This Is What Americans Feel About Abortion, According To A Latest Report

Abortion was termed to be a national right in the United States (“US”) in 1973 after Roe v. Wade and Planned Parenthood of Southeastern Pennsylvania v. Casey, which asserted the fundamental right to abortion before viability of the fetus.

The Supreme Court of the US in June 2022 reversed the long-lived fundamental right to abortion in Dobbs v. Jackson Women’s Health Organization and laid down that the “Constitution does not confer a right to abortion, and the authority to regulate abortion is returned to people and their elected representatives”.

People in the US are facing a major human rights crisis after the Dobbs v. Jackson decision. This decision has raised a lot of questions like restrictions on access to healthcare places, women’s lives, health at risk, increased rate of women’s mortality and morbidity, and reduced access to all forms of care.

After 2 years of such a life-turning decision, Pew Research Centre underwent a research survey on the views of 8,709 Americans on the right to abortion.

Majority Partisan still say “yes” to abortion access

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The survey study says that although 2 years have passed since the landmark decision taken by the Supreme Court, about 6 out of 10 (63%) Americans still believe abortion should be legal.

85% of the Democrats say that abortion should be legal and 41% of the Republicans support the legality of abortion rights. Even fewer (8%) take the stance that abortion should be illegal in all or most cases.

Right to abortion

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The majority of Americans lay their views about abortion rights should lie with the pregnant woman, whereas about a third of Americans differ in their opinions while holding up the stance that human life begins at conception; therefore, an embryo is a person with the right to life which is enshrined in Section 1 through 14th Amendment.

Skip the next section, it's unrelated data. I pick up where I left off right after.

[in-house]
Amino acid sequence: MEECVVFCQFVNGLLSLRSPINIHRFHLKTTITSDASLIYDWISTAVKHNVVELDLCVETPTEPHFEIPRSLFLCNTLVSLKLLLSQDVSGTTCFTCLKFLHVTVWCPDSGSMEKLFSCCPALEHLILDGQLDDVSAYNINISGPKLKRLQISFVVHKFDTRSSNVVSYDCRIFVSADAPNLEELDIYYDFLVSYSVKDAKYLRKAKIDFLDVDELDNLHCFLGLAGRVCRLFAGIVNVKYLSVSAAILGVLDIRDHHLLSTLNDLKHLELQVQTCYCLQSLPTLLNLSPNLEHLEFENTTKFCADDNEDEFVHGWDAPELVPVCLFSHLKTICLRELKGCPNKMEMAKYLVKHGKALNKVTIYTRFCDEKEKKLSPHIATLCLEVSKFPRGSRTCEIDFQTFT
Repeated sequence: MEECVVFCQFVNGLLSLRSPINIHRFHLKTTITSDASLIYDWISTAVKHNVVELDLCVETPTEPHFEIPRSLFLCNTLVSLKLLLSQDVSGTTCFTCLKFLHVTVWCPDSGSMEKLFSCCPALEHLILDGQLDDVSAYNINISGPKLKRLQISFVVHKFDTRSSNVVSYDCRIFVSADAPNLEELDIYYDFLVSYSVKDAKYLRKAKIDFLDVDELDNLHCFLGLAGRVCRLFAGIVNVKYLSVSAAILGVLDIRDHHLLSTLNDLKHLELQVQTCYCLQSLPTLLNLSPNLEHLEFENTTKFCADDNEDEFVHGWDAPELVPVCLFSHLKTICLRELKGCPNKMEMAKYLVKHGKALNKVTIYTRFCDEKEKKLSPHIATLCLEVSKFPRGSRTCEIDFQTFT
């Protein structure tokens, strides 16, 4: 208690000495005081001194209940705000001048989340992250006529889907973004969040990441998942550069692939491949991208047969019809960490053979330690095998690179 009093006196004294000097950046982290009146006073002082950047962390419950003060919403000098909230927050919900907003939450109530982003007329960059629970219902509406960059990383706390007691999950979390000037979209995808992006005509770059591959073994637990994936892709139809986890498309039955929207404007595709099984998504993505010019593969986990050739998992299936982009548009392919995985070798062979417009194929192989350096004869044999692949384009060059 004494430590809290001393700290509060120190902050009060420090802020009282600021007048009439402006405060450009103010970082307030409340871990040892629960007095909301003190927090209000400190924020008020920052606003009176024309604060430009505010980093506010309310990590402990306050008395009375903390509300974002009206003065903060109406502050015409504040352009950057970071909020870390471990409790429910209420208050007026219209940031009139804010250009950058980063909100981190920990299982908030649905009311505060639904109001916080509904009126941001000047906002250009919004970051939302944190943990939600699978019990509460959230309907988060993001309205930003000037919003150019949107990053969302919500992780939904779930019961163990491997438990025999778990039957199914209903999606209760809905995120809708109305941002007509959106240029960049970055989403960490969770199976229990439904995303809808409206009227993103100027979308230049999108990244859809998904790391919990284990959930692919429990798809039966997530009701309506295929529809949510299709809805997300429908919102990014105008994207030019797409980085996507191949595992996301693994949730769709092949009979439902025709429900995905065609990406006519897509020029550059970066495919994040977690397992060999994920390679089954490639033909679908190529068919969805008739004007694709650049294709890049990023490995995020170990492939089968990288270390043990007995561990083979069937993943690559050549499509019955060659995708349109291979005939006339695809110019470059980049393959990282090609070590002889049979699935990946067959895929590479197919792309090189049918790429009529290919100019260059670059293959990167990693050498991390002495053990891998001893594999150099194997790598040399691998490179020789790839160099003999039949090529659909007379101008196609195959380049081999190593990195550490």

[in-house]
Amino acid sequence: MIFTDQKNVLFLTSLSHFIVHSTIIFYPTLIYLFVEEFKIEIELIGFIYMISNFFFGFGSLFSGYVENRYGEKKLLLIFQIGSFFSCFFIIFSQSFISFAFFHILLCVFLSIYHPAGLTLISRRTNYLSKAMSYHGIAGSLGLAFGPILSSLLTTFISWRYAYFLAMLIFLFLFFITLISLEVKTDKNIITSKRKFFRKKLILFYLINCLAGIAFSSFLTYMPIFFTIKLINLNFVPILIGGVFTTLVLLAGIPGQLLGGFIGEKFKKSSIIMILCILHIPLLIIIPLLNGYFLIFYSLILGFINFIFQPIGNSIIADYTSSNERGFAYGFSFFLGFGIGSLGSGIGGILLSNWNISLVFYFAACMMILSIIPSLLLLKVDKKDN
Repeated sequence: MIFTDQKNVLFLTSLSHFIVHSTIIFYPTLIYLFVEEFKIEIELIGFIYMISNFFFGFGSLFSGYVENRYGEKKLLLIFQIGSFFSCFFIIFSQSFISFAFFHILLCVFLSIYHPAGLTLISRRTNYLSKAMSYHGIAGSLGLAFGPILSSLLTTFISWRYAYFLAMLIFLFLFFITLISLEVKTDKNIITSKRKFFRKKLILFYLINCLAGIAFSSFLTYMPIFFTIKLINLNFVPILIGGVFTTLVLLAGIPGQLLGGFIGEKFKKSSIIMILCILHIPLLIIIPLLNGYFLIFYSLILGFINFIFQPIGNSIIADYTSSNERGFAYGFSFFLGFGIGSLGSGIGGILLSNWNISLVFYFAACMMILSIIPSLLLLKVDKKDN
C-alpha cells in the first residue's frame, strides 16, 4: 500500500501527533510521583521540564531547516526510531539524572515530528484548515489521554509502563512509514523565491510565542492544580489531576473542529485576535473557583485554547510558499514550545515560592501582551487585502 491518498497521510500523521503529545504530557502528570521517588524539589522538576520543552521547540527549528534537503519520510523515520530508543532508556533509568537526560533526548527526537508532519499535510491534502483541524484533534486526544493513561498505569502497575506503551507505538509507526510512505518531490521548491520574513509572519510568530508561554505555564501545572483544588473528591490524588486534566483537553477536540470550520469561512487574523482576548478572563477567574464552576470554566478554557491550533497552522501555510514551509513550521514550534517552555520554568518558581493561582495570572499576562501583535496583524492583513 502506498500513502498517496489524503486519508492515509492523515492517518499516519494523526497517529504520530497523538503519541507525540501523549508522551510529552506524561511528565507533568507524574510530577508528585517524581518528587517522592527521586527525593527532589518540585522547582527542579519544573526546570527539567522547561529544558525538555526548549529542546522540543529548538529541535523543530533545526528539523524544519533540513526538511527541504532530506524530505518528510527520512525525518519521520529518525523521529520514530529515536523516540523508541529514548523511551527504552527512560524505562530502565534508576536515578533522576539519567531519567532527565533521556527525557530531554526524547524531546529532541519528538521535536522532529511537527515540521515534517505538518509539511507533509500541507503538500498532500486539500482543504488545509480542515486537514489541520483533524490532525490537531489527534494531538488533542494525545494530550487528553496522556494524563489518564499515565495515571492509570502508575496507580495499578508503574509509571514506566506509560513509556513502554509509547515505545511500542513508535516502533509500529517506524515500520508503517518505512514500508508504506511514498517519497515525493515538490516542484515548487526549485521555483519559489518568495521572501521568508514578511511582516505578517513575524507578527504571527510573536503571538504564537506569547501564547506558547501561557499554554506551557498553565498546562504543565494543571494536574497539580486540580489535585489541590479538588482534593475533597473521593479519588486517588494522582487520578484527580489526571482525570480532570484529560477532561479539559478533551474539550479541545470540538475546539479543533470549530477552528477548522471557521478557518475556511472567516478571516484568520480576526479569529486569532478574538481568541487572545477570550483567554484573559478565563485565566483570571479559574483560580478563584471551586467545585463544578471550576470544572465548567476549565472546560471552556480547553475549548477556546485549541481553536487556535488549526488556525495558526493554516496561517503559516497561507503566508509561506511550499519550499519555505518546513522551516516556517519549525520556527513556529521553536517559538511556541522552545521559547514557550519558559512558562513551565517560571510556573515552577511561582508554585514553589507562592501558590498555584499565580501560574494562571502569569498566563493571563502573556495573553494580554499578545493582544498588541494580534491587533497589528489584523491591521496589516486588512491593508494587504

About 32% of the Americans had a mixed view about the topic and answered that both the women’s decision and embryo’s rights describe their views somewhat well.

Medication abortion

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A majority of two to one (54% v. 20%) say that medication abortion should be legal. Medication abortion accounts for more than half (53%) of abortions in the US, as per the Guttmacher Institute, a research organization that supports abortion rights.

As per Pew Research, Partisans differ widely in their views on medication abortion. 37% of the Republicans held the view that medication abortion should be legal against the 32%. Around a third (30%) took no stance about the same. Whereas, 73% of the Democrats held it legal while just 8% said it should be illegal.

Views according to race and ethnicity

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Views supporting the legality of abortion rights vary widely according to race and ethnicity. Race plays a major role in abortion stigma in the US than in other countries.

As per the Pew research, the support for legal abortion is more in Blacks (73%) and Asians (76%) adults, as compared to Whites (60%) and Hispanic adults (59%). Qualitative studies suggest that women of color experience less abortion stigma than white women.

Age factor influencing the study